VOICE OF THE STUDENT
WHERE FANTASY COMES TO LIFE: Hanging Out with Elves, Wizards, and Wookiees
By John B.B. Freeman Creativity comes from unlikely sources, says Henry Herz, who writes children’s books with his two young sons, Josh and Harrison. Together, Herz and his sons start with the familiar to create something new: They spin tales of science fiction and fantasy aimed at young readers whose fertile imaginations often run just as wild as theirs. Their first collaborative book of children’s literature, published in 2012, was titled Nimpentoad, the story of a tribe of small, clever, and fuzzy Niblings journeying to escape bullying by larger denizens of the forest. Their most current work, Monster Goose Nursery Rhymes, was published in early 2015. Those fanciful tomes and others are the collective works of Henry, Josh, and Harrison, with a nod to the UC San Diego Extension course, Writing Children’s Picture Books, as taught by Sarah Tomp and Andrea Zimmerman. Henry completed the course in 2013. “My motivation for writing these books is in knowing that I've planted or nurtured the spark of creativity in young people,” said Herz. “Who knows what great things their creativity will produce from reading our books?” Herz kiddingly concedes that his double duty as father and editor was abetted by “a combination of parental authority and bribery—always a winning tactic,” he said. “I draft the initial version of the story, and then they review it and provide feedback. They are like a mini-critique group or an adolescent focus group.” Away from writing, Herz is a principal in Lean Business Solutions, a San Diego company that specializes in Lean Six Sigma process improvement training and consulting. He has more than twenty years with large system integration firms including SAIC (Science Applications International Corporation) and Booz-Allen, along with smaller software development firms. A graduate of Cornell University’s School of Operations Research and Industrial Engineering, he also earned a master’s from George Washington University. In addition to their writing books together, Herz also teamed with his sons for a series of three entrepreneurial projects. “My goal was to teach them what it takes to run a business, along with the age-old lessons of decisionmaking, responsibility, handling finances, and interacting with new people,” he said.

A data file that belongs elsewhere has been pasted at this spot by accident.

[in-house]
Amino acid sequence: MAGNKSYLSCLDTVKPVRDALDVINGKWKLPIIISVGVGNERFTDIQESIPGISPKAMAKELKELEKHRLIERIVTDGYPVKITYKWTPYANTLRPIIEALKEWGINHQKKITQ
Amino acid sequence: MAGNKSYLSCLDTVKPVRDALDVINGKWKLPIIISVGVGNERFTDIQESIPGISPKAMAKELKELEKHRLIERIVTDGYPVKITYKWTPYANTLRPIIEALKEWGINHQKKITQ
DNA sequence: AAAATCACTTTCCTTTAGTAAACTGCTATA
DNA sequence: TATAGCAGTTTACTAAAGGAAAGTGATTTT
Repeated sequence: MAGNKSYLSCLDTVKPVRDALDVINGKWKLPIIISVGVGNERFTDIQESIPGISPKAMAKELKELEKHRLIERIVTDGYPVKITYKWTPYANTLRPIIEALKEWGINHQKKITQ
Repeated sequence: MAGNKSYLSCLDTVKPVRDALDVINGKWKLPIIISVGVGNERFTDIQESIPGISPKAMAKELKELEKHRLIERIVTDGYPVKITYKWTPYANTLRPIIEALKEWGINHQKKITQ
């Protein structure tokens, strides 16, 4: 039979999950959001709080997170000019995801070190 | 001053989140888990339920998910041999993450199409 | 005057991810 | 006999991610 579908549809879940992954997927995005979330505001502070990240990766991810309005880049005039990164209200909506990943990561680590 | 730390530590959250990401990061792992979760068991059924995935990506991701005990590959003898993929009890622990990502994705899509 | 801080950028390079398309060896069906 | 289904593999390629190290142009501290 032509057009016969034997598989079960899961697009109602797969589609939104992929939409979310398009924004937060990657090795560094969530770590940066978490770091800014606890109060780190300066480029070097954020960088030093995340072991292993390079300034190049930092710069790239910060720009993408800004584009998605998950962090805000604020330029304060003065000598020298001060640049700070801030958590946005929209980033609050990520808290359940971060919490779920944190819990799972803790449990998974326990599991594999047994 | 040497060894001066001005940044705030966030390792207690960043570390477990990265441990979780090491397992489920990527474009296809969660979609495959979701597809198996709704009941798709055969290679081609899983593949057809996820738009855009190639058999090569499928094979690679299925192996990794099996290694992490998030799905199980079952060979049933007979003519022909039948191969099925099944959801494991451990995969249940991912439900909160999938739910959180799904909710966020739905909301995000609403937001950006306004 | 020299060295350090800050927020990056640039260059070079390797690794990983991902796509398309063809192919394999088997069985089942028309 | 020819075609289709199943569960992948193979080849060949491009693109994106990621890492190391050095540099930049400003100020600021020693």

“My motivation in writing these books is in knowing that I’ve planted the spark of creativity in young people.” —Henry Herz Their first enterprise sold customized LEGO vehicles as gifts or party favors. The second sold custom-cast terrain and bases for use in the fantasy Warhammer tabletop miniatures game. The third sold custom-cast and painted concrete YardCritterz— animal and insect versions of garden gnomes. Their efforts were featured in various media outlets, including Young Entrepreneur magazine and CNN’s iReport, along with the Warner Bros' website for the movie, The Hobbit. Children’s literature references turn up easily in Herz’s everyday conversation. “For me, the appeal of SFF [Science Fiction Fantasy] is that it grants us the ability to be immersed in other worlds,” said Herz. “I love being able to hang out with elves, wizards, and wookiees—but orcs, less so.” As he looks back, his course on Writing Children’s Picture Books taught him one overriding lesson. “Mostly, it’s that there are rules to follow that will increase your chances of being traditionally published,” he said, “and that you can violate those rules, if you have a good reason.” A frequent speaker on self-publishing, Herz offers this cogent advice to aspiring writers, “Make sure you know why you are writing a story before deciding whether to pursue traditional publishing or selfpublishing,” he said.
Asked why he is so interested in children's literature,"Never growing up," Herz responds with a smile. More information about his books can be found at www.birchtreepub.com” n
Spring 2015 | extension.ucsd.edu | (858) 534-3400
Published on Feb 10, 2015
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